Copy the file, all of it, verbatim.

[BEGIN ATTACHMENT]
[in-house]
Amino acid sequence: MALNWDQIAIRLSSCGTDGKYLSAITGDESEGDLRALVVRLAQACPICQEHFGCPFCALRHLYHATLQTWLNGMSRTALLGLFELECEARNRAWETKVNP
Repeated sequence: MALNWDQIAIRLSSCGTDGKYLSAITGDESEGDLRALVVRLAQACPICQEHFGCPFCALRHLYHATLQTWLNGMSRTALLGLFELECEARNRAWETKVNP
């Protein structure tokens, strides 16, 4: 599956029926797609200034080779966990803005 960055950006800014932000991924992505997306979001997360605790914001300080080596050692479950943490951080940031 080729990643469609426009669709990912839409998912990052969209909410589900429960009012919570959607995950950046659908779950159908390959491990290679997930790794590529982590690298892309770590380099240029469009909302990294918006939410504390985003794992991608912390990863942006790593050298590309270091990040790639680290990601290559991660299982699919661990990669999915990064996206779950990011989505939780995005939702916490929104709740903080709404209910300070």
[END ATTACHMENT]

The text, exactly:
[in-house]
Amino acid sequence: MALNWDQIAIRLSSCGTDGKYLSAITGDESEGDLRALVVRLAQACPICQEHFGCPFCALRHLYHATLQTWLNGMSRTALLGLFELECEARNRAWETKVNP
Repeated sequence: MALNWDQIAIRLSSCGTDGKYLSAITGDESEGDLRALVVRLAQACPICQEHFGCPFCALRHLYHATLQTWLNGMSRTALLGLFELECEARNRAWETKVNP
């Protein structure tokens, strides 16, 4: 599956029926797609200034080779966990803005 960055950006800014932000991924992505997306979001997360605790914001300080080596050692479950943490951080940031 080729990643469609426009669709990912839409998912990052969209909410589900429960009012919570959607995950950046659908779950159908390959491990290679997930790794590529982590690298892309770590380099240029469009909302990294918006939410504390985003794992991608912390990863942006790593050298590309270091990040790639680290990601290559991660299982699919661990990669999915990064996206779950990011989505939780995005939702916490929104709740903080709404209910300070």